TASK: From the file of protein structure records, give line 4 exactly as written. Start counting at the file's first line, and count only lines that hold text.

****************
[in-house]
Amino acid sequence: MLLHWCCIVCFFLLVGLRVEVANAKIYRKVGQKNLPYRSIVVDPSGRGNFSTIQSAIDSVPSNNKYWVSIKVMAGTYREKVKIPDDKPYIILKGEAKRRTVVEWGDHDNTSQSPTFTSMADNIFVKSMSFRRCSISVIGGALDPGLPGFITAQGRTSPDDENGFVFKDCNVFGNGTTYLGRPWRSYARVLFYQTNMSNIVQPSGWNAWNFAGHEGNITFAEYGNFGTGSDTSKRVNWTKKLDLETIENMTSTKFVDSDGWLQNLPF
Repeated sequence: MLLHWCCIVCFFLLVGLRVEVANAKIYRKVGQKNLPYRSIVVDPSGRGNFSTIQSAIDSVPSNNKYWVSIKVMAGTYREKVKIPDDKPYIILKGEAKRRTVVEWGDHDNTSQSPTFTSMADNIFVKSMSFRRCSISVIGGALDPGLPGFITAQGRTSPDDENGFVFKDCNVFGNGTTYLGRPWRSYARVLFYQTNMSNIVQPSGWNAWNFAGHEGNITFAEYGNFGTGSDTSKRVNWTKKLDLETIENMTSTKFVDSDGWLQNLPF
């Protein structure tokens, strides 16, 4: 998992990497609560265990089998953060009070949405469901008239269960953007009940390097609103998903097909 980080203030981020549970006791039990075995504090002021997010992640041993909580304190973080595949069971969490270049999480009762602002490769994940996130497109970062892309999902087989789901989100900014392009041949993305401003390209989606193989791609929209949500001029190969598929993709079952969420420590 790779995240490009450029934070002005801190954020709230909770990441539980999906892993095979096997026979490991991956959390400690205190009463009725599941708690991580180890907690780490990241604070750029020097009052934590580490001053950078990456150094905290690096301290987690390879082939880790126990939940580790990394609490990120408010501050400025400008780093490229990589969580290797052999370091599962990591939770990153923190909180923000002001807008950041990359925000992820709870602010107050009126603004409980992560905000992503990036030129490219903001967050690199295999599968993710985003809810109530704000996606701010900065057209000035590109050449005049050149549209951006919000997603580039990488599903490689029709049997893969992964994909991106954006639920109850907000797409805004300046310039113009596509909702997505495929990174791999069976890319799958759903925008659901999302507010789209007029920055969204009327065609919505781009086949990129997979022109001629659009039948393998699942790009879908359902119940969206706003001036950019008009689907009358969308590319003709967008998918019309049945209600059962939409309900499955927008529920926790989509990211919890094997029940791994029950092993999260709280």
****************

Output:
């Protein structure tokens, strides 16, 4: 998992990497609560265990089998953060009070949405469901008239269960953007009940390097609103998903097909 980080203030981020549970006791039990075995504090002021997010992640041993909580304190973080595949069971969490270049999480009762602002490769994940996130497109970062892309999902087989789901989100900014392009041949993305401003390209989606193989791609929209949500001029190969598929993709079952969420420590 790779995240490009450029934070002005801190954020709230909770990441539980999906892993095979096997026979490991991956959390400690205190009463009725599941708690991580180890907690780490990241604070750029020097009052934590580490001053950078990456150094905290690096301290987690390879082939880790126990939940580790990394609490990120408010501050400025400008780093490229990589969580290797052999370091599962990591939770990153923190909180923000002001807008950041990359925000992820709870602010107050009126603004409980992560905000992503990036030129490219903001967050690199295999599968993710985003809810109530704000996606701010900065057209000035590109050449005049050149549209951006919000997603580039990488599903490689029709049997893969992964994909991106954006639920109850907000797409805004300046310039113009596509909702997505495929990174791999069976890319799958759903925008659901999302507010789209007029920055969204009327065609919505781009086949990129997979022109001629659009039948393998699942790009879908359902119940969206706003001036950019008009689907009358969308590319003709967008998918019309049945209600059962939409309900499955927008529920926790989509990211919890094997029940791994029950092993999260709280």